By Angelika Börsch-Haubold
Science in School, Issue 4 (2007)
“Were such things here as we do speak about?
Or have we eaten on the insane root
That takes the reason prisoner?”
– Shakespeare, Macbeth
Thus wonders Banquo, who witnessed, together with Macbeth, the witches’ sabbath and the first foretelling of their future at the beginning of Shakespeare’s play. The apparitions were either true – or a hallucination. By giving these two options in 1606, at the height of the witch-hunt in Europe, Shakespeare not only provides a reasonable interpretation of the state of bewitchment, i.e. of delirious dreams, but also points to a possible cause of this insanity. There are poisonous plants that, upon contact or ingestion, cloud our mind and make us experience unreal sensations. As the deplorable persecution of witches tells us, most Europeans unfortunately lacked such botanical knowledge at that time.
The “insane root” may well have been mandrake (Mandragora officinarum), the most famous magic plant of the Mediterranean, sold at high prices in markets north of the Alps. Since the root can resemble a human body, mandrake was believed to contain a spirit that brings fortune and guards against evil those who own or carry the root. However, it was a dangerous business to dig up the plant, as it would issue a deadly shriek when taken from the earth. For this purpose, people were advised to fasten a dog to the half-exposed root and let the animal draw the plant out, a ritual that is often depicted in medieval books. Hundreds of years later, Goethe’s Mephistopheles makes fun of this superstition: ‘There they stand and marvel, not believing in the precious find; one drivels of mandrake, the other of the Black Dog.” Goethe, Faust II, Act I).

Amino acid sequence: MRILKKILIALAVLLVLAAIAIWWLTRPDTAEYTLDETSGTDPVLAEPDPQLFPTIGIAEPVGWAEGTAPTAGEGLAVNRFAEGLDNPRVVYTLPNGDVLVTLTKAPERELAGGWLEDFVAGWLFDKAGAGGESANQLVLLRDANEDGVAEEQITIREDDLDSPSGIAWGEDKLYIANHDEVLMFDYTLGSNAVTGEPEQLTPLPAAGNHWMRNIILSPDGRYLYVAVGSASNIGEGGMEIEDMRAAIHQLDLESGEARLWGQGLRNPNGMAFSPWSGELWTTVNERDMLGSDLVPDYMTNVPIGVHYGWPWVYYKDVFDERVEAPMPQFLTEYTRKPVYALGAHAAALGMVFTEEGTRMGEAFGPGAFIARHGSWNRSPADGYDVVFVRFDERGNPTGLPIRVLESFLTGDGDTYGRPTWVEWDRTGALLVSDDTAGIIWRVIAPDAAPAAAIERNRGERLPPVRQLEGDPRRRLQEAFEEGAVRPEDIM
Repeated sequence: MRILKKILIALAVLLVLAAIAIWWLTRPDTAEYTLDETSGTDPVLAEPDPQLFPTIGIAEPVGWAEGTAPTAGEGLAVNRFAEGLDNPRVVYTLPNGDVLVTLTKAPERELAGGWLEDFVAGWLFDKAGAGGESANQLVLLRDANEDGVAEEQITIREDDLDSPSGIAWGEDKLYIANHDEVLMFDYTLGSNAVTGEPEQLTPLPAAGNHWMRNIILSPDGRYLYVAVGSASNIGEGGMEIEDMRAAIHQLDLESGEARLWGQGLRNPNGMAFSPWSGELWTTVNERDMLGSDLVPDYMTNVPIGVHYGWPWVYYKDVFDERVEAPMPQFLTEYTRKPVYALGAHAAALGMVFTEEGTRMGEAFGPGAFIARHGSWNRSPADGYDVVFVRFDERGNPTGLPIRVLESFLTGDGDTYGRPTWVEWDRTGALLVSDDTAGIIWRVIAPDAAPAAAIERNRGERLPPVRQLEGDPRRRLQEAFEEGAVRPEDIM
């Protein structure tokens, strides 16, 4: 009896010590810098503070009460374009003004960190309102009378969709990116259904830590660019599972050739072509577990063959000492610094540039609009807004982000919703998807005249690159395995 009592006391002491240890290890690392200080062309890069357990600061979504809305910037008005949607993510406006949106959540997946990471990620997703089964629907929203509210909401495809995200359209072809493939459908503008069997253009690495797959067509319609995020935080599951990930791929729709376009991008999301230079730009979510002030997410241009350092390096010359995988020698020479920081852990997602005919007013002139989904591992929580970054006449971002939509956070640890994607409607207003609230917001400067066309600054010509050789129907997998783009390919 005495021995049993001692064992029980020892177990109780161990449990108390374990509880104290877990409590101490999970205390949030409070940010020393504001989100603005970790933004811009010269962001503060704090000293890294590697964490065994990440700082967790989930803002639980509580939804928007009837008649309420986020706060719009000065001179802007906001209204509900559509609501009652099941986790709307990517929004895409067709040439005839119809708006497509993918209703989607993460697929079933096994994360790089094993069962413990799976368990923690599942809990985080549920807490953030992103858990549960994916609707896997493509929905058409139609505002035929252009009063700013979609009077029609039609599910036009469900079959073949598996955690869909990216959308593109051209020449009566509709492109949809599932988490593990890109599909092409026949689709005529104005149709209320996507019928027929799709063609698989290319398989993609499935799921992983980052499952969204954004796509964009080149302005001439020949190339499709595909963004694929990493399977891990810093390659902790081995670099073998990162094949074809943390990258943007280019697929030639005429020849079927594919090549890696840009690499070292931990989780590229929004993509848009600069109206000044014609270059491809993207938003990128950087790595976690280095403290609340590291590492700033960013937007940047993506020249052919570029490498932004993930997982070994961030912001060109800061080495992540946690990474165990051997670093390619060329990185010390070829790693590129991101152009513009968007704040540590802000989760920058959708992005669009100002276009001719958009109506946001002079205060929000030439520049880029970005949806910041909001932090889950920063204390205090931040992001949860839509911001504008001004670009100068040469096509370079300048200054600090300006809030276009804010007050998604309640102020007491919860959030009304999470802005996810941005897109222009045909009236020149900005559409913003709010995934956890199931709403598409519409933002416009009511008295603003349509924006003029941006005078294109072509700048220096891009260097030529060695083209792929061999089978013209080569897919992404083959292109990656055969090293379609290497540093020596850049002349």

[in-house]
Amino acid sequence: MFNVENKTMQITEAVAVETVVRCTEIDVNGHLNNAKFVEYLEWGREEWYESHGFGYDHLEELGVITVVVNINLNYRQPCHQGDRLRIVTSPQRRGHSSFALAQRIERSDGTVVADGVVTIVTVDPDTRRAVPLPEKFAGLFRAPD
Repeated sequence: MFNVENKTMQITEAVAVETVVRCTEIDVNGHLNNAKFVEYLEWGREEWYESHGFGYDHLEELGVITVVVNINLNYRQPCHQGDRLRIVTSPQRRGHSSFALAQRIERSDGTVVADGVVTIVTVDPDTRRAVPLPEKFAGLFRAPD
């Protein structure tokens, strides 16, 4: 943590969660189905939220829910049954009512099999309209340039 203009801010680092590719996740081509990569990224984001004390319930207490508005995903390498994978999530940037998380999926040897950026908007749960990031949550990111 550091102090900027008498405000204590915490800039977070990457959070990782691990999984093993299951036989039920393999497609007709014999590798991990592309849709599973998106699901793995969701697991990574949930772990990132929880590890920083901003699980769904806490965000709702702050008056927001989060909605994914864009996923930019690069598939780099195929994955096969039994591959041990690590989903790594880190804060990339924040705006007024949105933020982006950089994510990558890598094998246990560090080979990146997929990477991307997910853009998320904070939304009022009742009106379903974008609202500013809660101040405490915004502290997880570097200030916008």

Mandrake and other plants of the nightshade family (Solanaceae) contain alkaloids that block nerve impulses, which may lead to hallucinations. Although the cellular and molecular mechanism of action was only explained at the end of the 20th century, the pharmacological effects of these plants were already described by the Greco-Roman physicians Dioscurides (1st century AD) and Galenus (circa 129-199) and, from the 16th century onwards, by authors of herbal medicine books in local languages. The plants deadly nightshade (Atropa belladonna) and henbane (Hyoscyamus niger) are indigenous to middle and northern Europe and were therefore readily available for medicinal use or narcotic and poisonous abuse. The physician Leonhart Fuchs explains in his New Kreüterbuch (printed in 1543) how to apply parts of these plants as sleeping agents and painkillers. In addition, he warns of their narcotic and toxic effects. He also groups the plant thorn-apple (Datura stramonium), which had recently been brought to Europe by travellers from India or Mexico, botanically correctly with the nightshades, but admits his ignorance of its medicinal usage.